twitter
facebook twitter tumblr newsletter
 

Art of the Interview: Harun Farocki

Randall Halle: Now of course you recently finished a film precisely on the conditions in Eastern Europe. The first section of your film Videogramme of a Revolution utilized images of the Romanian revolution captured on video by nonprofessionals. The commentator of the film draws our attention to the style and position of the camera. These cameras seem to mark the beginning of the breakdown of a system of censorship. In your estimation do they signify openings or do they actually create a free flow of information?

Harun Farocki: A film linguist–in case that exists or should ever exist–should make a comparison of the TV during the Ceausescu era with the revolutionary TV of Studio 4. During the Ceausescu period, just like in the courtly theater, there were minutely determined positions for the ruler and all camera operations were used to reinforce the established order. Also the next in rank had a position and the main purpose of TV was to present this image of hierarchy again and again. Along those lines–I recall that the major network news programs in the US also have an established idiom and also a fixed camera rhetoric, whenever the anchor person turns it over to the reporter on the scene, and when they take it back again. Is this also about reinforcing authority in the presentation of the news?

In those days when the TV stations were in a state of emergency, Studio 4 presented a multifold and multifaceted lack of order. There were way too many people in the small studio and very often a man would speak–very few of them were women–who was barely visible or not visible at all. In contrast to the emptiness of images in Ceausescu’s TV, which was rather an aesthetics of the poverty of mind, certainly not minimalism, there was suddenly a superabundance and the hierarchies were uncertain.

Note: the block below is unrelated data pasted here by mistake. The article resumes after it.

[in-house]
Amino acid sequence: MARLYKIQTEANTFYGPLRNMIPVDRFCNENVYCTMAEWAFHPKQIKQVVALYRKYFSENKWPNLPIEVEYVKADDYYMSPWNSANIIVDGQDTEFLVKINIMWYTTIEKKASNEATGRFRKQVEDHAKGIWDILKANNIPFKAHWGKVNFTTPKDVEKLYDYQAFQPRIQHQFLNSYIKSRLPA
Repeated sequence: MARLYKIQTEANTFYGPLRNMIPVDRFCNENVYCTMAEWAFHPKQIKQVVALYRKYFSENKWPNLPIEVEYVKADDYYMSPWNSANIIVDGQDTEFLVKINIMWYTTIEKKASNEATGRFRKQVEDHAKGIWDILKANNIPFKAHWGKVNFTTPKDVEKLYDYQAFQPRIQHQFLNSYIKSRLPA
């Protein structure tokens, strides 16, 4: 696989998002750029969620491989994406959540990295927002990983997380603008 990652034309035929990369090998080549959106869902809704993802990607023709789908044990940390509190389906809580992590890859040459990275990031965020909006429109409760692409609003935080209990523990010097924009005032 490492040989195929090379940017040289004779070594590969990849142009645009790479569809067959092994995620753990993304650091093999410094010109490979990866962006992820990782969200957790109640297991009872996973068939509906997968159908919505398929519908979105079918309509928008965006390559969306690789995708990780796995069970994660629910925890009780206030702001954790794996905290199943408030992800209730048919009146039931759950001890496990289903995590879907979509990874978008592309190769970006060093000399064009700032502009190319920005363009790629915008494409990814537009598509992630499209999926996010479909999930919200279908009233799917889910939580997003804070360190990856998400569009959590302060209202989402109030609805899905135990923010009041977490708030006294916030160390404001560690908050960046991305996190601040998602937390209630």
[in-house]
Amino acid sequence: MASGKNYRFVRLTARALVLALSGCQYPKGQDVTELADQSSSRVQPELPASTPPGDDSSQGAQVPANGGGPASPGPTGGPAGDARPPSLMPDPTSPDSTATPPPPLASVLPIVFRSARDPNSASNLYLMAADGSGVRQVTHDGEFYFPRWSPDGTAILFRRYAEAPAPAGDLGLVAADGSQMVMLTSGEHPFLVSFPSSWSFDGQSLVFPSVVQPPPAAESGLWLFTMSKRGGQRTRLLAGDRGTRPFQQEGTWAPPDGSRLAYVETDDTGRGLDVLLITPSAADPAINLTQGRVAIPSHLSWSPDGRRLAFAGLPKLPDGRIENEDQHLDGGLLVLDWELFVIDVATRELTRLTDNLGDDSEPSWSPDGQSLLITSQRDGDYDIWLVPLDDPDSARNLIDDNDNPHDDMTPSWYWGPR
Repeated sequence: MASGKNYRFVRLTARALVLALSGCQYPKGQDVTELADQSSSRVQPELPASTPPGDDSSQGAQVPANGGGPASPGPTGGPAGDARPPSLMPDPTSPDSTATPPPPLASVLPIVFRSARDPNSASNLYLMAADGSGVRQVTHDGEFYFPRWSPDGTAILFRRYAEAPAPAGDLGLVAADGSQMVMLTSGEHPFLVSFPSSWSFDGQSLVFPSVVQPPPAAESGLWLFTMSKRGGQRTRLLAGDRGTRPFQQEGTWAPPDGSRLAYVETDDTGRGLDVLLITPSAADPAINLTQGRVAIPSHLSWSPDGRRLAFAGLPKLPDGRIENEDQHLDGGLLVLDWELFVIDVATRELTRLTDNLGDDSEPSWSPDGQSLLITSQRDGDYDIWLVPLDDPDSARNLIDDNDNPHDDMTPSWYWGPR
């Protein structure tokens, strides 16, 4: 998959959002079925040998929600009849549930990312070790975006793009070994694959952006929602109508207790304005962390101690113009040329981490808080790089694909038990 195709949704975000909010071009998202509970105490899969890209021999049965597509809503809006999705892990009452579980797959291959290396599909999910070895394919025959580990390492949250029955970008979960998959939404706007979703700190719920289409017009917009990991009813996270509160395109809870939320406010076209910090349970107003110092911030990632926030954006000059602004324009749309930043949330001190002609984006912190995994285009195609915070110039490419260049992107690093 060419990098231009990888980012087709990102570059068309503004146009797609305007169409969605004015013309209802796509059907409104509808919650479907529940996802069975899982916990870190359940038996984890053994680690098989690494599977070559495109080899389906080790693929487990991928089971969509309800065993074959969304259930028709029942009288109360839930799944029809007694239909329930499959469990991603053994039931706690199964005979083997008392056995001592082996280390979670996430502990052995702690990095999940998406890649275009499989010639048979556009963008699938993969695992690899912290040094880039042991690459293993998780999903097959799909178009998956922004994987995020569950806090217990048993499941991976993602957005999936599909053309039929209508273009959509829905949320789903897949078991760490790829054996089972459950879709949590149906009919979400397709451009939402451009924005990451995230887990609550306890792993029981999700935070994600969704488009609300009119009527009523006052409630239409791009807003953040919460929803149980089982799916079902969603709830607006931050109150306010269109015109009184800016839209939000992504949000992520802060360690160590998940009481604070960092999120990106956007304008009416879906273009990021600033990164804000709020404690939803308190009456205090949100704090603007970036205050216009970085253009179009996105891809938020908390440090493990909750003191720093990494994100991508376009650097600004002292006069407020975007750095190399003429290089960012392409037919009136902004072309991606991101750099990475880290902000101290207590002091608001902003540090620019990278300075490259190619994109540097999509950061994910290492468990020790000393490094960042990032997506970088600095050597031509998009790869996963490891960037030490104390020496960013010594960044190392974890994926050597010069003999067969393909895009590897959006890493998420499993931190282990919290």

In only a few days the Romanian television underwent a great leap forward from a monarchial television in the spirit of pre-1914 to a postindustrial style. We know that in almost the entire world the consumer today does not wear work clothes but casual clothes; as if everyone was just coming from hobby work in their garage or from a big shopping trip. Television also tries to acquire this habitus and one witnesses that effort in its process of appropriating the new.

There is even more to be read out of this. In the beginning the revolutionaries were acting like citizens, and after a short time the same people keep appearing and offering themselves as politicians. We find something similar in the camera movement: during the first hours the images are of an operative nature and then shortly thereafter the cameras begin to offer possibilities for a new television, for all the coming jobs in media. Our film shows a scene with about twenty people who have simply pointed the camera and microphone at a television that was reporting about the trial of the Ceausescus and their execution. One and a half years later, when we were back in Bucharest, one of the cameramen who was in this room at that time had already received a license for a private TV station. He already owned his own horses.

 

Harun Farocki (1944-2014) passed away last week. PDF of this interview here.

Previously by